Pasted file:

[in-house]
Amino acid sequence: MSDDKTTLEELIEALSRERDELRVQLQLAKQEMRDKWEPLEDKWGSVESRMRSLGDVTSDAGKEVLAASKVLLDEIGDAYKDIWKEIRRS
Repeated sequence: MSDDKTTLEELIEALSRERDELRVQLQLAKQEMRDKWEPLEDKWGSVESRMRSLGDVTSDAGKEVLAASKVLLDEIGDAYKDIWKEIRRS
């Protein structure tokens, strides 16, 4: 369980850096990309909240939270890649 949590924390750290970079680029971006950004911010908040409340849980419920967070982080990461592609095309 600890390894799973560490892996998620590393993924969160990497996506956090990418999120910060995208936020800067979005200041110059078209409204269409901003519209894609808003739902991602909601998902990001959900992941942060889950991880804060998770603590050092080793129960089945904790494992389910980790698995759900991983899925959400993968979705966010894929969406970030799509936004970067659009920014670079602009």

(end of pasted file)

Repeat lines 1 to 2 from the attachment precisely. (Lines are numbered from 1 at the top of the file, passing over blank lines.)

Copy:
[in-house]
Amino acid sequence: MSDDKTTLEELIEALSRERDELRVQLQLAKQEMRDKWEPLEDKWGSVESRMRSLGDVTSDAGKEVLAASKVLLDEIGDAYKDIWKEIRRS